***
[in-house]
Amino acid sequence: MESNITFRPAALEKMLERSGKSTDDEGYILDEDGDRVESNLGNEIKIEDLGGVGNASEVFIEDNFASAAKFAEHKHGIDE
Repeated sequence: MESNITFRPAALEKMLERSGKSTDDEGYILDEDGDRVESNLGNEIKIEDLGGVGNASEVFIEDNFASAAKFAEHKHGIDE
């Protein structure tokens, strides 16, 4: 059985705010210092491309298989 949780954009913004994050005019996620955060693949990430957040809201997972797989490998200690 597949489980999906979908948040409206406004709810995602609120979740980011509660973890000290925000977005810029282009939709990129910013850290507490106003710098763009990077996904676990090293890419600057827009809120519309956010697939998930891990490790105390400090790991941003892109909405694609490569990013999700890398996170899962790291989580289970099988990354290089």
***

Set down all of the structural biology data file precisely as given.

[in-house]
Amino acid sequence: MESNITFRPAALEKMLERSGKSTDDEGYILDEDGDRVESNLGNEIKIEDLGGVGNASEVFIEDNFASAAKFAEHKHGIDE
Repeated sequence: MESNITFRPAALEKMLERSGKSTDDEGYILDEDGDRVESNLGNEIKIEDLGGVGNASEVFIEDNFASAAKFAEHKHGIDE
């Protein structure tokens, strides 16, 4: 059985705010210092491309298989 949780954009913004994050005019996620955060693949990430957040809201997972797989490998200690 597949489980999906979908948040409206406004709810995602609120979740980011509660973890000290925000977005810029282009939709990129910013850290507490106003710098763009990077996904676990090293890419600057827009809120519309956010697939998930891990490790105390400090790991941003892109909405694609490569990013999700890398996170899962790291989580289970099988990354290089």